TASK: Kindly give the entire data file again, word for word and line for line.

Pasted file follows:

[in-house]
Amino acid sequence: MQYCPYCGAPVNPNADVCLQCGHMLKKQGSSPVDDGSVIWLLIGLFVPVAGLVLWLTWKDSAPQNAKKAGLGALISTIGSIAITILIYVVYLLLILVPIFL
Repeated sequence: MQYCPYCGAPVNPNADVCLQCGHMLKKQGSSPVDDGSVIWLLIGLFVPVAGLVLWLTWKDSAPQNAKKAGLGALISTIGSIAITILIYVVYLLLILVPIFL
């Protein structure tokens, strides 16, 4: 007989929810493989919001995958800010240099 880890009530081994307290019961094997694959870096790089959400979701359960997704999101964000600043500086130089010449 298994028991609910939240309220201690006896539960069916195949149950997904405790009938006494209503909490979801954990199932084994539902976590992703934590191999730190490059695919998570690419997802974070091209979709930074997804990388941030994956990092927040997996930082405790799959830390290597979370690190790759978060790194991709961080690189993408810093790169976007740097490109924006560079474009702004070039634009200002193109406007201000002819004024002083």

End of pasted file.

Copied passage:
[in-house]
Amino acid sequence: MQYCPYCGAPVNPNADVCLQCGHMLKKQGSSPVDDGSVIWLLIGLFVPVAGLVLWLTWKDSAPQNAKKAGLGALISTIGSIAITILIYVVYLLLILVPIFL
Repeated sequence: MQYCPYCGAPVNPNADVCLQCGHMLKKQGSSPVDDGSVIWLLIGLFVPVAGLVLWLTWKDSAPQNAKKAGLGALISTIGSIAITILIYVVYLLLILVPIFL
């Protein structure tokens, strides 16, 4: 007989929810493989919001995958800010240099 880890009530081994307290019961094997694959870096790089959400979701359960997704999101964000600043500086130089010449 298994028991609910939240309220201690006896539960069916195949149950997904405790009938006494209503909490979801954990199932084994539902976590992703934590191999730190490059695919998570690419997802974070091209979709930074997804990388941030994956990092927040997996930082405790799959830390290597979370690190790759978060790194991709961080690189993408810093790169976007740097490109924006560079474009702004070039634009200002193109406007201000002819004024002083």